Philip Sedgwick looks into the history of the Middleham Jewel.

TWENTY-FIVE years ago, one of Britain’s finest-ever archaeological discoveries, the Middleham Jewel, was found by treasure hunters.

With a value estimated at up to £5m, it lay undiscovered for 500 years by a footpath in a field near Middleham Castle, the northern home of Richard III.

In September 1985, antiques dealer Ted Seaton, along with two other enthusiasts, was returning to his car as dusk fell, when his metal detector started buzzing.

Digging by torchlight, he came across what he thought was a woman’s compact.

Back home in Barnard Castle, he realised he had made an astounding discovery – a centuries- old piece of gold jewellery.

Earning the finders and owners of the field a small fortune, it was the start of a drama which made headlines around the world.

A month after it was found, coroner Peter Hatch judged it was a case of finders keepers, declaring the jewel lost or abandoned, at a treasure trove inquest held at Thirsk.

He said: “I don’t think I have ever held such a beautiful work of art in my hands.”

With worldwide attention focused on the jewel, Sotheby’s sold the pendant at auction.

Bidding closed at £1.43m after only four minutes, but the identity of the buyer was never revealed.

The three finders, Mr Seaton, Bill Wiggans, of Ravensworth, and Darlington man Paul Kingston, shared the money with tenant farmer Edmund Tennant and landowner Lenora Peacock.

Speaking at her home in Middleham, where she still runs Manor House Stud, Mrs Peacock said: “I can’t believe it is 25 years. The memory is sad as my husband, Dick Peacock, had died shortly before the jewel was discovered. He would be delighted that the jewel is now in the Yorkshire Museum, as I am.”

A copy of the jewel, presented by Mrs Peacock, is on display in the parish church at Middleham.

Leaving the country for a new life in Spain, Mr Seaton was said to have received death threats. Mr Kingston said at the time the stress of the find had given him ulcers. Another treasure hunter, William Caygill, from Darlington, who was absent at the find as his metal detector was being repaired, demanded a share of the money. But his claim was dismissed in court.

The jewel faded from the news until 1991, when the owner applied to take it abroad. The Department of Trade and Industry blocked the request twice in the hope a British buyer could be found.

Having failed at the original Sotheby’s sale, the Yorkshire Museum launched an appeal to raise the £2.5m needed.

With the support of the National Heritage Memorial Fund, donations from many sources, including American millionaire John Paul Getty Jnr, North Yorkshire County Council, the Richard III Society and private individuals, the jewel found a permanent home in York.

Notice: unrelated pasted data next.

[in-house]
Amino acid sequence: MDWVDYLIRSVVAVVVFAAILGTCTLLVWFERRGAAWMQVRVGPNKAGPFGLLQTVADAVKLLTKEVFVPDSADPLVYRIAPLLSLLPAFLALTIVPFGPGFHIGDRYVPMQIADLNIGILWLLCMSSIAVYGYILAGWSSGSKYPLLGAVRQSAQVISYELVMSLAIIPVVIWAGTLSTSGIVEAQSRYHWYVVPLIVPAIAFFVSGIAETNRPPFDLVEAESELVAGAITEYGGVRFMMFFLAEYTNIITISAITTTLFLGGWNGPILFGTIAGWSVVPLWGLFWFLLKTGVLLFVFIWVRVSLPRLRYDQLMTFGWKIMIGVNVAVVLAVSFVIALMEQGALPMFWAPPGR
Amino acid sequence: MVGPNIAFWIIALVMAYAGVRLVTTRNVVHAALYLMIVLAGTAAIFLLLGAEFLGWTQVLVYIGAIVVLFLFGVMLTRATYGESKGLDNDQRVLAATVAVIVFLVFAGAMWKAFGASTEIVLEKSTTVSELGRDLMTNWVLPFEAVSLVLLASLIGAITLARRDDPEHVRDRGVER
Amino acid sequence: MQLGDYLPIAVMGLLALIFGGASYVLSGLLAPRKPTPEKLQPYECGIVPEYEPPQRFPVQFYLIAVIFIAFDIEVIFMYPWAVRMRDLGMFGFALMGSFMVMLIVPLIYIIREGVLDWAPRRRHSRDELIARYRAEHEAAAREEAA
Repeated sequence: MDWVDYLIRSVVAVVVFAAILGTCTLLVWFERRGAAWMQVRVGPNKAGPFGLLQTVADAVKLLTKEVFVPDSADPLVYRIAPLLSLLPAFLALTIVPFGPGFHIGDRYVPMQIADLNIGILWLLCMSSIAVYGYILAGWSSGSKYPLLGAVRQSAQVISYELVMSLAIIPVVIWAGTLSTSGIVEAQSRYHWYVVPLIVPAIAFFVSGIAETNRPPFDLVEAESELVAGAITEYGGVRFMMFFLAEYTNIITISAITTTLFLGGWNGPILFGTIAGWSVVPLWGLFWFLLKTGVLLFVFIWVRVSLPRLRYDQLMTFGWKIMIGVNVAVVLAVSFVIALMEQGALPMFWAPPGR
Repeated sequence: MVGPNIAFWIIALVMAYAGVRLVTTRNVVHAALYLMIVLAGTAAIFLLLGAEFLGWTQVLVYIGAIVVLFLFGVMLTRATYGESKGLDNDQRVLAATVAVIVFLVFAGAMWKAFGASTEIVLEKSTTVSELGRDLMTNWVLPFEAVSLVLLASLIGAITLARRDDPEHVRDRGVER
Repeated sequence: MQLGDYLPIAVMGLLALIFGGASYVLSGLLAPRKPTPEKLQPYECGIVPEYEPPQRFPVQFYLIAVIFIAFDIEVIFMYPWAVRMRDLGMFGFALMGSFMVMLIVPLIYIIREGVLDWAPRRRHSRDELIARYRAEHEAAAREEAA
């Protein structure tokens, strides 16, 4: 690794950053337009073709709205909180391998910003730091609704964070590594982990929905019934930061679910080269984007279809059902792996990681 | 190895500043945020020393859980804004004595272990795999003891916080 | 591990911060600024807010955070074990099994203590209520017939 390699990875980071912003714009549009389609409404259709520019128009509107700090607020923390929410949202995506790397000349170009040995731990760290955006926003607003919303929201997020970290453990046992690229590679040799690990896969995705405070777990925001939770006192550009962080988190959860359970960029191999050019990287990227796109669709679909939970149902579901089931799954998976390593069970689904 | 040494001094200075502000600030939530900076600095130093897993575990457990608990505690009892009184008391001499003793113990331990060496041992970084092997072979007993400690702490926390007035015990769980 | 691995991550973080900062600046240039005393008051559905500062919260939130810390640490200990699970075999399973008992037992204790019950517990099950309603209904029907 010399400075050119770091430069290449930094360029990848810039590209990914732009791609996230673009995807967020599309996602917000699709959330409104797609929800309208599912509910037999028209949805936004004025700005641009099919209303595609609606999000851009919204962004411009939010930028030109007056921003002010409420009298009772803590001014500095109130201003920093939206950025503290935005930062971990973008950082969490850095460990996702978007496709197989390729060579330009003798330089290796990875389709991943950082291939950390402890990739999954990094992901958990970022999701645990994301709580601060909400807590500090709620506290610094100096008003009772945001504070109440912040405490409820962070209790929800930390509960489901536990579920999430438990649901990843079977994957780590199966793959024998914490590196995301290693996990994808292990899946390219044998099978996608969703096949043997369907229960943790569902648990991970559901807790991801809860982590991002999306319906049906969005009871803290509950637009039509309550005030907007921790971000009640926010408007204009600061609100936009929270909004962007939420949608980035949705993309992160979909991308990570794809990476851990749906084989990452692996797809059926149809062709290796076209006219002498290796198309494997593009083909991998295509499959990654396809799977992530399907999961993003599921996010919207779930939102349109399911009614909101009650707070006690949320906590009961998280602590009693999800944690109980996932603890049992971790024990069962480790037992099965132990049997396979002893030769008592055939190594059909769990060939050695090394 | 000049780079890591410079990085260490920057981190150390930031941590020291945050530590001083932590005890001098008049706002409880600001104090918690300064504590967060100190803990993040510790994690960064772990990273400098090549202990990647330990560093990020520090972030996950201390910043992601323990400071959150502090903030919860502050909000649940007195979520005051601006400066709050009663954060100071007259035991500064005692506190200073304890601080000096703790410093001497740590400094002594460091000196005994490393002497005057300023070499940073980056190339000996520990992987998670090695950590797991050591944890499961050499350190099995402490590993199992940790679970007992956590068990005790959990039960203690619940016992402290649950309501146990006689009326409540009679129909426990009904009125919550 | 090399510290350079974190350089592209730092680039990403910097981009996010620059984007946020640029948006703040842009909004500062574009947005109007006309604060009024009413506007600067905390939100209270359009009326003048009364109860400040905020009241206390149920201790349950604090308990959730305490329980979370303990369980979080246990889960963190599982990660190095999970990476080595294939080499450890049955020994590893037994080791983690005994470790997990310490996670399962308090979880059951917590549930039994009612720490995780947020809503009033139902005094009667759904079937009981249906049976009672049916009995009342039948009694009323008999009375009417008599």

Andrew Morrison, head curator of the York Museum Trust, was a 15-year-old boy working at Bowes Museum when the jewel was first displayed there.

He said: “There I was, a 15- year-old on work experience, when this magnificent find was brought in and I helped put it on display.”

Almost certainly the work of 15th century English goldsmiths, the diamond-shaped pendant is made of ornately carved gold and set with a single sapphire. Holes along the side indicate the jewel was once decorated, possibly with pearls.

The front is engraved in a three-dimensional effect with the Trinity; the reverse has the Nativity, Agnus Dei (the Lamb) and images of 15 saints, notably St George, indicating the jewel’s English origin.

Hollow inside, the pendant was found to contain silk discs embroidered with gold threads and a small amount of earth. Experts believe this was a religious relic, dismissing theories that the earth inside was from under Christ’s cross.

The Latin inscription, “Ecce Agnus Dei qui tollis peccata mundi”, means “Behold the lamb of God that taketh away the sins of the world”. Along with the phrase “miserere nobis” (“have mercy on us”) these words would be well known in the Middle Ages as those recited by a priest prior to communion.

“Tetragramaton” means God in Hebrew, while “Ananyzapta”, the word which follows, is not Latin, said Mr Morrison, but a magic word like abracadabra.

Some sources credit the word with protection against epilepsy.

Mr Morrison said: “The jewel is a find of unequalled quality, and was certainly commissioned by a woman.”

In the 15th century, a sapphire was thought to be lifegiving, with a chastening or purifying effect on the soul.

The engravings mostly relate to women or childbirth – of the 15 saints engraved on the jewel, many are women.

In the Middle Ages, saints were seen as pleaders or protectors and, with death in childbirth having no respect for social status, the jewel would have been seen as useful insurance against possible tragedy.

This all points towards the owner being a very rich, pious person, concerned about childbirth and health, but above all deeply religious.

Only someone who was royal, or of higher nobility, could have worn the jewel.

In the Middle Ages, persons of high wealth but lower social stature could wear silver, but not gold, to ensure they did not “dress above their station”.

So how did the Middleham Jewel end up lost? Robbery was an unlikely explanation, as Middleham Castle would be well-garrisoned while the nobility were present, and anyone robbing a royal personage could expect little mercy.

Given that Richard III and his wife, Anne Neville, spent time together at Middleham, could it be that, following her death from tuberculosis in March 1485, the jewel was buried there at their behest? Its discovery exactly 500 years later would seem an uncanny coincidence.

It seems that the mystery surrounding its past will be a secret the Middleham Jewel will keep forever.

The jewel can be seen on display in the Yorkshire Museum, which reopened in August after a £2m refurbishment.